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Concerns raised over funding of Dublin's City Library at Parnell Square

The project is expected to cost over €100 million.

90297717_90297717 Parnell Square in Dublin City Centre. Source: Sam Boal/Photocall Ireland

FUNDRAISING FOR DUBLIN’S City Library at Parnell Square hasn’t progressed since July last year.

Real estate firm Kennedy Wilson is leading the philanthropic drive to fund the new cultural quarter on the city’s northside, first announced by Dublin City Council back in 2013. 

Independent councillor Vincent Jackson, who heads up the council’s Arts Committee, has said that concern has been growing around the council’s ambitious plan and the lack of fundraising progress. 

“It’s a huge concern,” says Jackson. “We’re obviously very anxious to go with this project. That’s a key component of the project, the financial viability.”

The estimated cost of the project rose from €60 million to €100 million since it was launched in September 2016. Yet construction inflation could push up those costs even more, Jackson has said. 

Meanwhile, Independent councillor Mannix Flynn has said that as the project slowly progresses, a large portion of real estate sits idle. 

“You have an enormously important building up there. You’ve got people on our streets, a demand for housing and accommodation.

You’ve people occupying this, that and here’s DCC’s own massive building right beside the city centre.

A total of eight Georgian Houses will be refurbished as part of the City Library plan; Georgian houses numbers 20 and 21 will be redeveloped, along with houses 23 to 28, which were where the former Irish school Coláiste Mhuire was situated.

A music centre, design space, business library, conference space, education centre, café and exhibition area all form part of the library complex.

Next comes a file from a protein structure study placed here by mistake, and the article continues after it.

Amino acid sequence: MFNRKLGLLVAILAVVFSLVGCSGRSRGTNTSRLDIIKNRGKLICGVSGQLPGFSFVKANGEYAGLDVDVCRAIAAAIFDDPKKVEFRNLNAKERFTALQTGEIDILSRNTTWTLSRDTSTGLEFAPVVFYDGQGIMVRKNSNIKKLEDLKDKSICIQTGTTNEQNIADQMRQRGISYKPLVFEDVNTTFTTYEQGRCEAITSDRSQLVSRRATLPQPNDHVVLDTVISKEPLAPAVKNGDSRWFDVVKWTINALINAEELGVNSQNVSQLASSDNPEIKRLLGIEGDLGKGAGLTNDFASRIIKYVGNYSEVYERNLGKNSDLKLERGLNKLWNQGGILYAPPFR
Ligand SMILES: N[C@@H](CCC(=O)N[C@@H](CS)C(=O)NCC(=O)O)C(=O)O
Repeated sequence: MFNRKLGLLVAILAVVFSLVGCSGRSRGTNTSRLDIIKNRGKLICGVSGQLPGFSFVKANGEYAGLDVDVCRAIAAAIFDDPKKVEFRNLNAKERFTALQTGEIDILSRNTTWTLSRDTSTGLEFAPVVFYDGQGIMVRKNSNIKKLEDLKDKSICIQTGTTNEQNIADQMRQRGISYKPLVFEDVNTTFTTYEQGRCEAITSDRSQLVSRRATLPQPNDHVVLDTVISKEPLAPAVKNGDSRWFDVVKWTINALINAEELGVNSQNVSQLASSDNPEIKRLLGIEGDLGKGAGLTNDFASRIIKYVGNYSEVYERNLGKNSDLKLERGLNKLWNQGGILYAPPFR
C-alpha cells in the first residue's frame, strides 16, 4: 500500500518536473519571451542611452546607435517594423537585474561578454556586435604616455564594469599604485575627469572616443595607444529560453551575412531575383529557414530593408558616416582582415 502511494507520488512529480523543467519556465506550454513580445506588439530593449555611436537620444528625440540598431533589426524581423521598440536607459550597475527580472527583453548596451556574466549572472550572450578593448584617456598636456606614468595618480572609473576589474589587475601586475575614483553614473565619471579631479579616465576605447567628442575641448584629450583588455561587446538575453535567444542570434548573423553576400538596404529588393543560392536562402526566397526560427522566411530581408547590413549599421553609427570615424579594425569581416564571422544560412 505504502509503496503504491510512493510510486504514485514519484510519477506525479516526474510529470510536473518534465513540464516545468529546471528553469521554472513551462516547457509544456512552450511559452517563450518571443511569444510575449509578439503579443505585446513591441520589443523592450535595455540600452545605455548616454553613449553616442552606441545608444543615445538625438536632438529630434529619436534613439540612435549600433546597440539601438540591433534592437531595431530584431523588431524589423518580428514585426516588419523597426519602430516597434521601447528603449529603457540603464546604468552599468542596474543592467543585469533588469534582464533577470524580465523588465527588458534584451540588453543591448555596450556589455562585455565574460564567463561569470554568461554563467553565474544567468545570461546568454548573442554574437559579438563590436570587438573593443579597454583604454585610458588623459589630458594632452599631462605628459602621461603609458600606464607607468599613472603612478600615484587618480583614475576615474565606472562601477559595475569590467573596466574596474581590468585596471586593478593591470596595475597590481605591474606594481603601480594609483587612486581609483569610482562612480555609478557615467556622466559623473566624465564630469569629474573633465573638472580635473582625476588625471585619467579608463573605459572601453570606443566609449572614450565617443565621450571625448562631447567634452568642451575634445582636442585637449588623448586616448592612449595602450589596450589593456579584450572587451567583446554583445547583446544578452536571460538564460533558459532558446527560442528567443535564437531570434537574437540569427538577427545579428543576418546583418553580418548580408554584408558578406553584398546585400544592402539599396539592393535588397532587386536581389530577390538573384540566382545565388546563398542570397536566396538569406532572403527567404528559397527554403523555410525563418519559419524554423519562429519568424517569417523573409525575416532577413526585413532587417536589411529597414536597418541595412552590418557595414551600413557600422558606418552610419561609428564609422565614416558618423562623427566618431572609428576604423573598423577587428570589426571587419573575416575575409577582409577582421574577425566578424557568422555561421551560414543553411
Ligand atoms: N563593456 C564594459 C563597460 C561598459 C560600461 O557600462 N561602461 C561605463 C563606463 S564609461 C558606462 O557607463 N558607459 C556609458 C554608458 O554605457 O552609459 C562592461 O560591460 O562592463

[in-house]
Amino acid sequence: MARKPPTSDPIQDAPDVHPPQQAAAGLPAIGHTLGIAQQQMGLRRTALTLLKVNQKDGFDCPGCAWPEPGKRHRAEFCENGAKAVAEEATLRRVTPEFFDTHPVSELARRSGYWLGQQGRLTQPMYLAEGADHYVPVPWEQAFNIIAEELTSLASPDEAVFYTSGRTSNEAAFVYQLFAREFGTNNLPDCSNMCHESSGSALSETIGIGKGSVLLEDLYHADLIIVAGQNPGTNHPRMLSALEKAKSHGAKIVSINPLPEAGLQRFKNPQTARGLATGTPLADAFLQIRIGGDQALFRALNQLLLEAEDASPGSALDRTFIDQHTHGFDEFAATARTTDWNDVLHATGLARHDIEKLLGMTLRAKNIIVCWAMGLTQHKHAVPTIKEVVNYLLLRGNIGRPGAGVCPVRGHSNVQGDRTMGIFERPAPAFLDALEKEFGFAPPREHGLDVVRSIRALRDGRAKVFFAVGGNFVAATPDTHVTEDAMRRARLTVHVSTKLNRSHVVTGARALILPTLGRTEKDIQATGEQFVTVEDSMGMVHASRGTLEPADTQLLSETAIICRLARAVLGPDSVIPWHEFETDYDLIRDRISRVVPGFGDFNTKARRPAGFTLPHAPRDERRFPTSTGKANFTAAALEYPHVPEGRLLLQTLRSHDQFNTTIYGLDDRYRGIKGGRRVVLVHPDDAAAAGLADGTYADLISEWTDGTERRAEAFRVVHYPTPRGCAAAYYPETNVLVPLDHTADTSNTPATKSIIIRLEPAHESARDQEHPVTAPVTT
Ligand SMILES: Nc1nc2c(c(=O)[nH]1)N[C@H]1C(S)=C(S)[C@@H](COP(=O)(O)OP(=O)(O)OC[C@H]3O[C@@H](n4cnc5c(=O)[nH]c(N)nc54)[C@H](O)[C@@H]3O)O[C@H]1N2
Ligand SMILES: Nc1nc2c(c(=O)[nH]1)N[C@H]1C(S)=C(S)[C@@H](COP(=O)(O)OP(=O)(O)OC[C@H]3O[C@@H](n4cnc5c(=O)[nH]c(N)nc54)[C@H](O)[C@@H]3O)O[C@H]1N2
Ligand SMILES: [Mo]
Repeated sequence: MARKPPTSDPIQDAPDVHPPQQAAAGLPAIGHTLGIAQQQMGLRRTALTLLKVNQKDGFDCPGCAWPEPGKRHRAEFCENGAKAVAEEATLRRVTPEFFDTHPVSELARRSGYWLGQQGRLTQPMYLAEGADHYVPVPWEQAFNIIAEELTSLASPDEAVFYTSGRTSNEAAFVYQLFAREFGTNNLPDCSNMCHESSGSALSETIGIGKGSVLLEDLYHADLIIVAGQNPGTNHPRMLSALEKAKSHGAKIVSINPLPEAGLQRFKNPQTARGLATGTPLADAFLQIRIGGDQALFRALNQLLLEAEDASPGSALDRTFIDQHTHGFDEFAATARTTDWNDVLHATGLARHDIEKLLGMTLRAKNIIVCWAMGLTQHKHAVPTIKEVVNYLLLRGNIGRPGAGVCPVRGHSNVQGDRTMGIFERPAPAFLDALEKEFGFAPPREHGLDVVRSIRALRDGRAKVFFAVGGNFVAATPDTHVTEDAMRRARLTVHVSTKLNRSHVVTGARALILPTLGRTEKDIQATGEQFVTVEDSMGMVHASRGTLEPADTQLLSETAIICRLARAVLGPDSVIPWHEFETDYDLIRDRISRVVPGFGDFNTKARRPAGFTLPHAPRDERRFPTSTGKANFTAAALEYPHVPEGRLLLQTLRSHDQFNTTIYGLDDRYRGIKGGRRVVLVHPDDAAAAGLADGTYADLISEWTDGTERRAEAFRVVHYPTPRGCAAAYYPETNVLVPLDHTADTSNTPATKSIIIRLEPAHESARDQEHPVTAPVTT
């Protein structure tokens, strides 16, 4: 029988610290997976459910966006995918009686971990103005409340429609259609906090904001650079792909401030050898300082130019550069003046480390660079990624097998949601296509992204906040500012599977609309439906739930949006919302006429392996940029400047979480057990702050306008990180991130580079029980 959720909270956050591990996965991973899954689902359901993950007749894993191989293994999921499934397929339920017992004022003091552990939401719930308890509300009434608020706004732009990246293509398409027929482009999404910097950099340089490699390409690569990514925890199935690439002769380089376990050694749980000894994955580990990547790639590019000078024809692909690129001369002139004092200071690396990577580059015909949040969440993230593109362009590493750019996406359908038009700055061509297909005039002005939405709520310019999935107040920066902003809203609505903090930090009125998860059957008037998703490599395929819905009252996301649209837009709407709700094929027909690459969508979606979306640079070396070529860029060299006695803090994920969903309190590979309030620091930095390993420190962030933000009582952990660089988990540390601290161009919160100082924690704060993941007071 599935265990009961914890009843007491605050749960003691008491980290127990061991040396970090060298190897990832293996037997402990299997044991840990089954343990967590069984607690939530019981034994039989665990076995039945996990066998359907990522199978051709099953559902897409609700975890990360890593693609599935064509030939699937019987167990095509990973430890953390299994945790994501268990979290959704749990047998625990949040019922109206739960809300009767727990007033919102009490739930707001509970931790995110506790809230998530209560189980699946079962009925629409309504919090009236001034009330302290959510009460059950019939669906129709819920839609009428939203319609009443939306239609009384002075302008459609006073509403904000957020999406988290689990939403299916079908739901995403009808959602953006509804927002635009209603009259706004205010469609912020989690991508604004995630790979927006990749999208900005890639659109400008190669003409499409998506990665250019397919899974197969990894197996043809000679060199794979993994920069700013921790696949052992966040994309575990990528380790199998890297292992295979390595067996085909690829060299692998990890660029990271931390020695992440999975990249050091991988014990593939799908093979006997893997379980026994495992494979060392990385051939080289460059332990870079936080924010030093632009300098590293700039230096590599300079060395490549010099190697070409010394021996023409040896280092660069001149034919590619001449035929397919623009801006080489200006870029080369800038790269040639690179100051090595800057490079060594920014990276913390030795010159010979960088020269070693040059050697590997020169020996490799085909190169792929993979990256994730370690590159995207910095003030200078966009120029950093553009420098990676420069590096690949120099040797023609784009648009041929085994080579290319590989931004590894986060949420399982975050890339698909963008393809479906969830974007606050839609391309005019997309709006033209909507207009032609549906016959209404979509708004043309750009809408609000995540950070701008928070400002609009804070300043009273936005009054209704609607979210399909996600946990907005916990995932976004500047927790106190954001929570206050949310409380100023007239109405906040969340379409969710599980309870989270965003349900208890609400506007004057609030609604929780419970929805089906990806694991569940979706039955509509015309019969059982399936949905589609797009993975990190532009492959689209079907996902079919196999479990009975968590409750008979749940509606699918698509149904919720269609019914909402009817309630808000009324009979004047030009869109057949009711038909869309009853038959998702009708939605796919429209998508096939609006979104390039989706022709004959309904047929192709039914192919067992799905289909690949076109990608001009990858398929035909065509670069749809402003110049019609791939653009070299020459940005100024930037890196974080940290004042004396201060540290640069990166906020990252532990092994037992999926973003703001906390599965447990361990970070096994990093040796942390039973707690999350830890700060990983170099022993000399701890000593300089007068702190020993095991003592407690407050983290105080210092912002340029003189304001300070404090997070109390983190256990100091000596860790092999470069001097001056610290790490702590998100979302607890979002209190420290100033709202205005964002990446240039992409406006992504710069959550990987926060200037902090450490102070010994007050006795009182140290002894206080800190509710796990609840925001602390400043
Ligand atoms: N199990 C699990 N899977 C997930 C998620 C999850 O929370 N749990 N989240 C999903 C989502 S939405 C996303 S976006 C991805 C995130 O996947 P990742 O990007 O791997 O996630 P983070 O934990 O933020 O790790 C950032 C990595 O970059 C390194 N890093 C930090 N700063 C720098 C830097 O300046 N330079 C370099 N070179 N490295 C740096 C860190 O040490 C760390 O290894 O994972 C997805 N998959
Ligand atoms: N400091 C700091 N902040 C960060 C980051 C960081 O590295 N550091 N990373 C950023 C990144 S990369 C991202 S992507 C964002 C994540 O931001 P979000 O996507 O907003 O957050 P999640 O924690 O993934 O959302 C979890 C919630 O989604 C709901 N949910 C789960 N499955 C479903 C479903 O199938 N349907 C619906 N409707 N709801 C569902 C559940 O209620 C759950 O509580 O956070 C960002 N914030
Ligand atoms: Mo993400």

In total, the space will be 11,000 sqm and, if approved and funded, should be complete by 2023.

Parnell Sq. Source: Dublin City Council

Kennedy Wilson initially donated €2.5 million and agreed to help raise the rest. A planning application is currently with An Bord Pleanála with a decision expected in May.

The council has said that its agreement with Kennedy Wilson means that the firm has to raise a minimum of 51% of the project costs. To raise the remainder, the council plans take a loan from the European Investment Bank (EIB).

Kennedy Wilson will continue to fundraise beyond the €51 million in an effort to finance loan charges, the council said. “No works will commence until a minimum of 51% of the required funding has been raised in philanthropy,” a council spokesperson has said.

So far, €5 million has been committed to the project, they said. “Based on previous experience of similar projects internationally we are confident that the required minimum 55% in philanthropic funding will be achieved”.

“I think this project has huge potential for urban regeneration,” says Jackson. “The whole area will be transformed.”

However, he has said that the project is now likely to cost over €100 million given inflation and construction costs. “Without fear or hesitation,” says Jackson. “If this doesn’t start and if the fundraising process doesn’t start, I’d be worried about the overall cost in the long-term.”

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